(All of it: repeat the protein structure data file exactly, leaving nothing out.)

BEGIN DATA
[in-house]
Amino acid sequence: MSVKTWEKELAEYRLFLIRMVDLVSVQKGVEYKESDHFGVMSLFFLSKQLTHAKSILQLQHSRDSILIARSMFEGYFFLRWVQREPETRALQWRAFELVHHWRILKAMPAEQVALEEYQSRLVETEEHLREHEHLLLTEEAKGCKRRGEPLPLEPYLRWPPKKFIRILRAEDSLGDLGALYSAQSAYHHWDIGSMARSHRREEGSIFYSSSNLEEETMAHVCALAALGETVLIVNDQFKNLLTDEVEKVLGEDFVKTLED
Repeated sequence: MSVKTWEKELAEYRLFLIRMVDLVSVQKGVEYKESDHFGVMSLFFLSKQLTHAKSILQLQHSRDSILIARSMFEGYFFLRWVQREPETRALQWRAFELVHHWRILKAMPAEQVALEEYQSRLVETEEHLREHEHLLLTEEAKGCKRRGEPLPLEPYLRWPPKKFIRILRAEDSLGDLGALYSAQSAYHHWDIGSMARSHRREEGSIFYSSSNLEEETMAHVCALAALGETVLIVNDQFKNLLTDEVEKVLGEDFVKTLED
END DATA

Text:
[in-house]
Amino acid sequence: MSVKTWEKELAEYRLFLIRMVDLVSVQKGVEYKESDHFGVMSLFFLSKQLTHAKSILQLQHSRDSILIARSMFEGYFFLRWVQREPETRALQWRAFELVHHWRILKAMPAEQVALEEYQSRLVETEEHLREHEHLLLTEEAKGCKRRGEPLPLEPYLRWPPKKFIRILRAEDSLGDLGALYSAQSAYHHWDIGSMARSHRREEGSIFYSSSNLEEETMAHVCALAALGETVLIVNDQFKNLLTDEVEKVLGEDFVKTLED
Repeated sequence: MSVKTWEKELAEYRLFLIRMVDLVSVQKGVEYKESDHFGVMSLFFLSKQLTHAKSILQLQHSRDSILIARSMFEGYFFLRWVQREPETRALQWRAFELVHHWRILKAMPAEQVALEEYQSRLVETEEHLREHEHLLLTEEAKGCKRRGEPLPLEPYLRWPPKKFIRILRAEDSLGDLGALYSAQSAYHHWDIGSMARSHRREEGSIFYSSSNLEEETMAHVCALAALGETVLIVNDQFKNLLTDEVEKVLGEDFVKTLED